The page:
Dropouts can now get college degree based on actual business experience under PQF law
College dropouts who want to take a business degree after running a profitable business can have their years of practical experience assessed and credited equivalent to course requirements as soon as the Philippine Qualifications Framework (PQF) law becomes fully functional.
The PQF law reinforces and strengthens the recognition of knowledge and skills acquired outside the formal education system. It expands the system of pathways, equivalencies and credit transfers that recognize the different ways Filipinos can earn knowledge, skills and competencies throughout their lifetime.
In a press briefing, DepEd Undersecretary and Chief of Staff Nepomuceno Malaluan said the implementing rules and regulations of the PQF have been approved and concerned agencies will harmonize the qualification levels across basic, technical-vocational and higher education.
“The PQF was signed into law by President Duterte on Jan. 16, 2018 and Section 14 of the law directed DepEd, Commission on Higher Education and Technical Education and Skills Development, Department of Labor and Employment and Philippine Regulations Committee to issue the IRR which was approved on Jan. 15, 2019,” he said.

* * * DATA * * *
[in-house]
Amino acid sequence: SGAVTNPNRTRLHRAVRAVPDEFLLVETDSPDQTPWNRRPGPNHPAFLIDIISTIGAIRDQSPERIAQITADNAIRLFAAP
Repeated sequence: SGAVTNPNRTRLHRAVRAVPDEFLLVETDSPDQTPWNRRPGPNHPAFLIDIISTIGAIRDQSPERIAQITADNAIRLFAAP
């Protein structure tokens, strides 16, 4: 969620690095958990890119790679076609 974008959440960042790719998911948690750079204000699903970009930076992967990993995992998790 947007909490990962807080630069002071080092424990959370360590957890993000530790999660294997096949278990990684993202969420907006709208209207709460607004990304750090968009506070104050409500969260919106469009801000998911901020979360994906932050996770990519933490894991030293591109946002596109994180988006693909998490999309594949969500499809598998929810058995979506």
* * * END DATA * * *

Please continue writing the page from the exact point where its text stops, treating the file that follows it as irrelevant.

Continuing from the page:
Malaluan said while the PQF National Coordinating Council preserved the declaration of policy, powers and functions of the existing PQF, they strengthened the provisions for stakeholder participation.
“It [PQF] is key in transforming the language of education from diplomas to qualifications in terms of knowledge skills, values and ability to apply them, acquired by learners and workers not only through formal but also non-formal and informal learning modalities,” he said, adding that the NCC will develop mechanisms to validate and accredit learnings acquired in such manner.
Malaluan said PQF could also bridge the comparability of Philippine qualifications to those adopted in other countries.
Researches show that ASEAN countries have or are in the process of developing their national qualifications frameworks (NQF). Singapore’s NQF, for example, focuses on vocational education and was developed in collaboration with its various industries nationwide.
Philippine Business for Education (PBEd) executive director Love Basillote said a PQF would provide clear education thrusts that are contextualized to industry requirements, and consistent with national development goals.
Founded in 2006, PBEd is an advocacy group which conducts an annual assessment of the Philippine educational system to ensure it provides quality learning in the context of global economy. (With reports from Andrea Pascual, OJT/PNA)